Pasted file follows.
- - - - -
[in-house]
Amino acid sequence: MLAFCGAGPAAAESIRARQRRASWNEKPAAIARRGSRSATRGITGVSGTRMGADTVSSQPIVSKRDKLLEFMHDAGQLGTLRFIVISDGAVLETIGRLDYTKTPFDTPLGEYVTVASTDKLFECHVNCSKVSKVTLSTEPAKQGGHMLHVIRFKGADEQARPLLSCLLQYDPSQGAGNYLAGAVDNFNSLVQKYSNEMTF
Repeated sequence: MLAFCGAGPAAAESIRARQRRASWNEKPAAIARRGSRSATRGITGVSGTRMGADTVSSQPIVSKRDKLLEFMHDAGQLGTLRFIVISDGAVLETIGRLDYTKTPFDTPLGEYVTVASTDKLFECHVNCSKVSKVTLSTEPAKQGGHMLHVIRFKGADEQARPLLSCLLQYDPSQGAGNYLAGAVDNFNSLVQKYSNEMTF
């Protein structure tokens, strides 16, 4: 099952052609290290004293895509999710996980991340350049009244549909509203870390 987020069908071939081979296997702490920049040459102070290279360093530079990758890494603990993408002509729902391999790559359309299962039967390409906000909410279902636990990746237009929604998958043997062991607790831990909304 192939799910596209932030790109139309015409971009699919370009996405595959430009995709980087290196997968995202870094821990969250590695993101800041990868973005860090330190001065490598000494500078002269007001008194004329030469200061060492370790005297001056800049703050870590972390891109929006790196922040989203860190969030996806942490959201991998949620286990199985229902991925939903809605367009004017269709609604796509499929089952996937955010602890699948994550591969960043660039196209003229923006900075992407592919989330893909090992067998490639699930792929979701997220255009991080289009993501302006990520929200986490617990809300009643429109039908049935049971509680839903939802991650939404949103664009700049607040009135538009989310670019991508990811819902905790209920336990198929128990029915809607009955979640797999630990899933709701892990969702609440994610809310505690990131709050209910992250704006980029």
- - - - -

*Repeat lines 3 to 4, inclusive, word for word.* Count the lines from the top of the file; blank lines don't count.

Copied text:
Repeated sequence: MLAFCGAGPAAAESIRARQRRASWNEKPAAIARRGSRSATRGITGVSGTRMGADTVSSQPIVSKRDKLLEFMHDAGQLGTLRFIVISDGAVLETIGRLDYTKTPFDTPLGEYVTVASTDKLFECHVNCSKVSKVTLSTEPAKQGGHMLHVIRFKGADEQARPLLSCLLQYDPSQGAGNYLAGAVDNFNSLVQKYSNEMTF
């Protein structure tokens, strides 16, 4: 099952052609290290004293895509999710996980991340350049009244549909509203870390 987020069908071939081979296997702490920049040459102070290279360093530079990758890494603990993408002509729902391999790559359309299962039967390409906000909410279902636990990746237009929604998958043997062991607790831990909304 192939799910596209932030790109139309015409971009699919370009996405595959430009995709980087290196997968995202870094821990969250590695993101800041990868973005860090330190001065490598000494500078002269007001008194004329030469200061060492370790005297001056800049703050870590972390891109929006790196922040989203860190969030996806942490959201991998949620286990199985229902991925939903809605367009004017269709609604796509499929089952996937955010602890699948994550591969960043660039196209003229923006900075992407592919989330893909090992067998490639699930792929979701997220255009991080289009993501302006990520929200986490617990809300009643429109039908049935049971509680839903939802991650939404949103664009700049607040009135538009989310670019991508990811819902905790209920336990198929128990029915809607009955979640797999630990899933709701892990969702609440994610809310505690990131709050209910992250704006980029």